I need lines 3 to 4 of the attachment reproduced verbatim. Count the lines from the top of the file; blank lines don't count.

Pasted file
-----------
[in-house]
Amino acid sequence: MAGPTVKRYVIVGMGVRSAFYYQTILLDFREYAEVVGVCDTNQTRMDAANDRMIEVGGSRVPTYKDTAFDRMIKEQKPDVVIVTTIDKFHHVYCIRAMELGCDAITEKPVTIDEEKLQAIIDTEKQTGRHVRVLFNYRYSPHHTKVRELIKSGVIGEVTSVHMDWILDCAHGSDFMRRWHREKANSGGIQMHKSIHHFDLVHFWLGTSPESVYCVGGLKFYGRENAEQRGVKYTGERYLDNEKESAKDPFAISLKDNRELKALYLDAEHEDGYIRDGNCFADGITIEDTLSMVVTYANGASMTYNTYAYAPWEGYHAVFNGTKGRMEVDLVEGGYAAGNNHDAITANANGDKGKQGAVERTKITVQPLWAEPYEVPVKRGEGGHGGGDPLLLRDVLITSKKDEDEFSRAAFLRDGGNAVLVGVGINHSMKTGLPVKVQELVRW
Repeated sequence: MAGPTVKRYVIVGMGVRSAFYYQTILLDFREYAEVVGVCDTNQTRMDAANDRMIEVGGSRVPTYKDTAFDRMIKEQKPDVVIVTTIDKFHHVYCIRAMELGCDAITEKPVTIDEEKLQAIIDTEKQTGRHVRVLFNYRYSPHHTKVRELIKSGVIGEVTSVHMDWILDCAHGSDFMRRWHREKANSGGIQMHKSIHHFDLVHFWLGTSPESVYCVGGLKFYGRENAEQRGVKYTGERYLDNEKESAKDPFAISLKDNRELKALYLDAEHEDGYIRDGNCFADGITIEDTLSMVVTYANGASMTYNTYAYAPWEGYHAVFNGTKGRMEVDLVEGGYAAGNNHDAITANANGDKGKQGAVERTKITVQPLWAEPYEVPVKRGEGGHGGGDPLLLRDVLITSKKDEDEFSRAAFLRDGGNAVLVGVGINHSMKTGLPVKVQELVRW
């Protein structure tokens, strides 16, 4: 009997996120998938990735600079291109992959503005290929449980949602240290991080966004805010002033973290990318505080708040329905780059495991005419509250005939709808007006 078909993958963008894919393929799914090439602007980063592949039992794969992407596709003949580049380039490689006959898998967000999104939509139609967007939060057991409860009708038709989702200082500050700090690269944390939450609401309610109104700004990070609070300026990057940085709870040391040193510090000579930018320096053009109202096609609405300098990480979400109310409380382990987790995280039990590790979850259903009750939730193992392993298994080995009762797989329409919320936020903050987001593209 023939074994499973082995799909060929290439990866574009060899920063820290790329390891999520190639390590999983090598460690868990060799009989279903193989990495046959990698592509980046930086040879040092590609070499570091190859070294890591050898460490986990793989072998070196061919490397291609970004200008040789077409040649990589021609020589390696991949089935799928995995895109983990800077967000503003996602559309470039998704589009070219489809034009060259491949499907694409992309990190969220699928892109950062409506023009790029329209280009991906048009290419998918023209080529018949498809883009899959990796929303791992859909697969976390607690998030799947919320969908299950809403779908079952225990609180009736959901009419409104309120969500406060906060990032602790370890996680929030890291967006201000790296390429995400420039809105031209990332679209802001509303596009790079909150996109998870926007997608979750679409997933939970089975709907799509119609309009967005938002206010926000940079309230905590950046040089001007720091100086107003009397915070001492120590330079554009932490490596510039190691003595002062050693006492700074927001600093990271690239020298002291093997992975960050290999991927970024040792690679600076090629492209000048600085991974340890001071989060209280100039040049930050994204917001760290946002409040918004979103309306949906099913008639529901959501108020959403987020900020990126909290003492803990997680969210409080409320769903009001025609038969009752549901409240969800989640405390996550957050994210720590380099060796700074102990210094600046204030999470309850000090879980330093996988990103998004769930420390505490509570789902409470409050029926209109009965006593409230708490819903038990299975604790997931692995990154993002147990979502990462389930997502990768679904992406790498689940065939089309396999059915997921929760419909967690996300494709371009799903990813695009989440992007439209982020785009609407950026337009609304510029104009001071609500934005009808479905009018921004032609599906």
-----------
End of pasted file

Repeated sequence: MAGPTVKRYVIVGMGVRSAFYYQTILLDFREYAEVVGVCDTNQTRMDAANDRMIEVGGSRVPTYKDTAFDRMIKEQKPDVVIVTTIDKFHHVYCIRAMELGCDAITEKPVTIDEEKLQAIIDTEKQTGRHVRVLFNYRYSPHHTKVRELIKSGVIGEVTSVHMDWILDCAHGSDFMRRWHREKANSGGIQMHKSIHHFDLVHFWLGTSPESVYCVGGLKFYGRENAEQRGVKYTGERYLDNEKESAKDPFAISLKDNRELKALYLDAEHEDGYIRDGNCFADGITIEDTLSMVVTYANGASMTYNTYAYAPWEGYHAVFNGTKGRMEVDLVEGGYAAGNNHDAITANANGDKGKQGAVERTKITVQPLWAEPYEVPVKRGEGGHGGGDPLLLRDVLITSKKDEDEFSRAAFLRDGGNAVLVGVGINHSMKTGLPVKVQELVRW
């Protein structure tokens, strides 16, 4: 009997996120998938990735600079291109992959503005290929449980949602240290991080966004805010002033973290990318505080708040329905780059495991005419509250005939709808007006 078909993958963008894919393929799914090439602007980063592949039992794969992407596709003949580049380039490689006959898998967000999104939509139609967007939060057991409860009708038709989702200082500050700090690269944390939450609401309610109104700004990070609070300026990057940085709870040391040193510090000579930018320096053009109202096609609405300098990480979400109310409380382990987790995280039990590790979850259903009750939730193992392993298994080995009762797989329409919320936020903050987001593209 023939074994499973082995799909060929290439990866574009060899920063820290790329390891999520190639390590999983090598460690868990060799009989279903193989990495046959990698592509980046930086040879040092590609070499570091190859070294890591050898460490986990793989072998070196061919490397291609970004200008040789077409040649990589021609020589390696991949089935799928995995895109983990800077967000503003996602559309470039998704589009070219489809034009060259491949499907694409992309990190969220699928892109950062409506023009790029329209280009991906048009290419998918023209080529018949498809883009899959990796929303791992859909697969976390607690998030799947919320969908299950809403779908079952225990609180009736959901009419409104309120969500406060906060990032602790370890996680929030890291967006201000790296390429995400420039809105031209990332679209802001509303596009790079909150996109998870926007997608979750679409997933939970089975709907799509119609309009967005938002206010926000940079309230905590950046040089001007720091100086107003009397915070001492120590330079554009932490490596510039190691003595002062050693006492700074927001600093990271690239020298002291093997992975960050290999991927970024040792690679600076090629492209000048600085991974340890001071989060209280100039040049930050994204917001760290946002409040918004979103309306949906099913008639529901959501108020959403987020900020990126909290003492803990997680969210409080409320769903009001025609038969009752549901409240969800989640405390996550957050994210720590380099060796700074102990210094600046204030999470309850000090879980330093996988990103998004769930420390505490509570789902409470409050029926209109009965006593409230708490819903038990299975604790997931692995990154993002147990979502990462389930997502990768679904992406790498689940065939089309396999059915997921929760419909967690996300494709371009799903990813695009989440992007439209982020785009609407950026337009609304510029104009001071609500934005009808479905009018921004032609599906």